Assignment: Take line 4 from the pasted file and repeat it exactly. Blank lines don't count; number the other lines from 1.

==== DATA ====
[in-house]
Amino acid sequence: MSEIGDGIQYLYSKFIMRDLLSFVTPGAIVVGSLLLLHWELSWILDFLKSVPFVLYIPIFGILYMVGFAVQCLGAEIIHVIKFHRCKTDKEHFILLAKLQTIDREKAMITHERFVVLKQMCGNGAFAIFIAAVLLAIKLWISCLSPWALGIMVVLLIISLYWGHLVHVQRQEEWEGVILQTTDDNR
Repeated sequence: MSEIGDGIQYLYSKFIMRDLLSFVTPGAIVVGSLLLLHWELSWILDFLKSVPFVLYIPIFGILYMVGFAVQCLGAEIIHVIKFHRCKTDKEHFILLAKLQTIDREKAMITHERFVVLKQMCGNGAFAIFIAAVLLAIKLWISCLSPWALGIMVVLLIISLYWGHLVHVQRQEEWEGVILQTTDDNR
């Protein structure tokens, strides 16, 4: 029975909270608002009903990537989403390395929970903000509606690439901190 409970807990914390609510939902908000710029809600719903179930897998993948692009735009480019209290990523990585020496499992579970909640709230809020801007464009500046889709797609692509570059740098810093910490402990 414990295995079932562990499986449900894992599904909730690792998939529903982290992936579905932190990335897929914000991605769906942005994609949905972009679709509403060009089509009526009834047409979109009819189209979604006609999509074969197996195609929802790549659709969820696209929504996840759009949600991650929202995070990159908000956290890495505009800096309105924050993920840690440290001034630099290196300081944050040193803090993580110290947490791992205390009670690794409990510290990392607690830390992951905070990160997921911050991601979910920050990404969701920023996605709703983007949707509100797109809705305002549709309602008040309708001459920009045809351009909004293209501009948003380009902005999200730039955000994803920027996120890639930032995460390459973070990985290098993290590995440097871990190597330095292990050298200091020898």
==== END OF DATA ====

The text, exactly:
């Protein structure tokens, strides 16, 4: 029975909270608002009903990537989403390395929970903000509606690439901190 409970807990914390609510939902908000710029809600719903179930897998993948692009735009480019209290990523990585020496499992579970909640709230809020801007464009500046889709797609692509570059740098810093910490402990 414990295995079932562990499986449900894992599904909730690792998939529903982290992936579905932190990335897929914000991605769906942005994609949905972009679709509403060009089509009526009834047409979109009819189209979604006609999509074969197996195609929802790549659709969820696209929504996840759009949600991650929202995070990159908000956290890495505009800096309105924050993920840690440290001034630099290196300081944050040193803090993580110290947490791992205390009670690794409990510290990392607690830390992951905070990160997921911050991601979910920050990404969701920023996605709703983007949707509100797109809705305002549709309602008040309708001459920009045809351009909004293209501009948003380009902005999200730039955000994803920027996120890639930032995460390459973070990985290098993290590995440097871990190597330095292990050298200091020898």